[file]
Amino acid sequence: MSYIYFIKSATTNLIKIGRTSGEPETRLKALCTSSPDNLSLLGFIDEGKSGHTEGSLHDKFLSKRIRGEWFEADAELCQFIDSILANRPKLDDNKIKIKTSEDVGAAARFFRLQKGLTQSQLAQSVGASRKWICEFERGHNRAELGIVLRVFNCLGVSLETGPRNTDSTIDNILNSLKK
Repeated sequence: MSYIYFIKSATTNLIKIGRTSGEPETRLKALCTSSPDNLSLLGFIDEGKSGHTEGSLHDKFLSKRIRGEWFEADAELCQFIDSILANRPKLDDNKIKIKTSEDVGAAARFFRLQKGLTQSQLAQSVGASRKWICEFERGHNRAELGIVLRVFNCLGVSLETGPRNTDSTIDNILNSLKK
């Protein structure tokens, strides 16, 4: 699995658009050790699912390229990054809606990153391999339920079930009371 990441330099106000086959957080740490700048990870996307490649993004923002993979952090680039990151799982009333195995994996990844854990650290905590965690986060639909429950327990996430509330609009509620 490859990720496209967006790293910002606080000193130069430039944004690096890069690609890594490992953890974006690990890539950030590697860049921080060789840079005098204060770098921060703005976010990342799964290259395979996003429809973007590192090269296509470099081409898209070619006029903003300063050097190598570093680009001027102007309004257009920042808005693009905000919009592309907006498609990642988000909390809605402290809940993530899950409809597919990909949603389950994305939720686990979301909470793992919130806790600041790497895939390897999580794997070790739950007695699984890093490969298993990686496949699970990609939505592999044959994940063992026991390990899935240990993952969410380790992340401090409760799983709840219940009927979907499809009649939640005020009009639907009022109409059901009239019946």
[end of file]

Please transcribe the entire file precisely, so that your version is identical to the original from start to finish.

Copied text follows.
Amino acid sequence: MSYIYFIKSATTNLIKIGRTSGEPETRLKALCTSSPDNLSLLGFIDEGKSGHTEGSLHDKFLSKRIRGEWFEADAELCQFIDSILANRPKLDDNKIKIKTSEDVGAAARFFRLQKGLTQSQLAQSVGASRKWICEFERGHNRAELGIVLRVFNCLGVSLETGPRNTDSTIDNILNSLKK
Repeated sequence: MSYIYFIKSATTNLIKIGRTSGEPETRLKALCTSSPDNLSLLGFIDEGKSGHTEGSLHDKFLSKRIRGEWFEADAELCQFIDSILANRPKLDDNKIKIKTSEDVGAAARFFRLQKGLTQSQLAQSVGASRKWICEFERGHNRAELGIVLRVFNCLGVSLETGPRNTDSTIDNILNSLKK
């Protein structure tokens, strides 16, 4: 699995658009050790699912390229990054809606990153391999339920079930009371 990441330099106000086959957080740490700048990870996307490649993004923002993979952090680039990151799982009333195995994996990844854990650290905590965690986060639909429950327990996430509330609009509620 490859990720496209967006790293910002606080000193130069430039944004690096890069690609890594490992953890974006690990890539950030590697860049921080060789840079005098204060770098921060703005976010990342799964290259395979996003429809973007590192090269296509470099081409898209070619006029903003300063050097190598570093680009001027102007309004257009920042808005693009905000919009592309907006498609990642988000909390809605402290809940993530899950409809597919990909949603389950994305939720686990979301909470793992919130806790600041790497895939390897999580794997070790739950007695699984890093490969298993990686496949699970990609939505592999044959994940063992026991390990899935240990993952969410380790992340401090409760799983709840219940009927979907499809009649939640005020009009639907009022109409059901009239019946």